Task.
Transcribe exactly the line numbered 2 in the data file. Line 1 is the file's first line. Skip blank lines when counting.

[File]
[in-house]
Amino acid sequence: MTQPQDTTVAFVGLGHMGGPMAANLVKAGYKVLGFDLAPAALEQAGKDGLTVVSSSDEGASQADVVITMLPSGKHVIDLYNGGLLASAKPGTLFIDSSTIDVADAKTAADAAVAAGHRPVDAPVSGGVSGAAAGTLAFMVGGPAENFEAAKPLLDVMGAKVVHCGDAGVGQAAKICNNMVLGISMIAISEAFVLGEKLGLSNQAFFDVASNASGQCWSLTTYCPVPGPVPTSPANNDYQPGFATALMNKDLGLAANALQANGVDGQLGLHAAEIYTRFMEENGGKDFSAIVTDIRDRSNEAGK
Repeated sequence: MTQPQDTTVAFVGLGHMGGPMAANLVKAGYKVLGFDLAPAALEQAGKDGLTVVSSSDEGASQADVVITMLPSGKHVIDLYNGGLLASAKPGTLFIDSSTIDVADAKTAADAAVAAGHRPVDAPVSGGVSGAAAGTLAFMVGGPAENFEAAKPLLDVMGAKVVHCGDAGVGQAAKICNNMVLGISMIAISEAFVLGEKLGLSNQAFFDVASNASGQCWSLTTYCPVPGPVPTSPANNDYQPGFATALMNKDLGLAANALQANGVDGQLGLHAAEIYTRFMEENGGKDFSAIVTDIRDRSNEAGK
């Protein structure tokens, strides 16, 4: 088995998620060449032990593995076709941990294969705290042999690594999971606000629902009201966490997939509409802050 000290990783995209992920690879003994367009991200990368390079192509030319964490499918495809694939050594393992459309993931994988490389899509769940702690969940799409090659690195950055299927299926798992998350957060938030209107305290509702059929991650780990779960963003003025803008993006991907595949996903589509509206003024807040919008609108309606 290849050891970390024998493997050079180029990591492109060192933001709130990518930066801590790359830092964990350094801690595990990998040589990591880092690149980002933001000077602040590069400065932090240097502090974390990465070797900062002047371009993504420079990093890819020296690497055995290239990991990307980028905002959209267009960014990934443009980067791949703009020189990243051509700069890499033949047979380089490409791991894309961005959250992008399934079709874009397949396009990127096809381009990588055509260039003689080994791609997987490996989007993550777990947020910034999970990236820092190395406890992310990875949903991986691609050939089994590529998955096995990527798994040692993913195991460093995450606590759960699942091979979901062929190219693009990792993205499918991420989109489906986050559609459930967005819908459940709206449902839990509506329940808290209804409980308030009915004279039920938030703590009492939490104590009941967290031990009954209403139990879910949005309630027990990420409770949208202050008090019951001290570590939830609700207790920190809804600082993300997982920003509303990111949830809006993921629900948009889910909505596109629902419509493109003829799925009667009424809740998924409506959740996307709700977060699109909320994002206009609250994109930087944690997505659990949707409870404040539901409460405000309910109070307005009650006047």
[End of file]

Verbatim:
Amino acid sequence: MTQPQDTTVAFVGLGHMGGPMAANLVKAGYKVLGFDLAPAALEQAGKDGLTVVSSSDEGASQADVVITMLPSGKHVIDLYNGGLLASAKPGTLFIDSSTIDVADAKTAADAAVAAGHRPVDAPVSGGVSGAAAGTLAFMVGGPAENFEAAKPLLDVMGAKVVHCGDAGVGQAAKICNNMVLGISMIAISEAFVLGEKLGLSNQAFFDVASNASGQCWSLTTYCPVPGPVPTSPANNDYQPGFATALMNKDLGLAANALQANGVDGQLGLHAAEIYTRFMEENGGKDFSAIVTDIRDRSNEAGK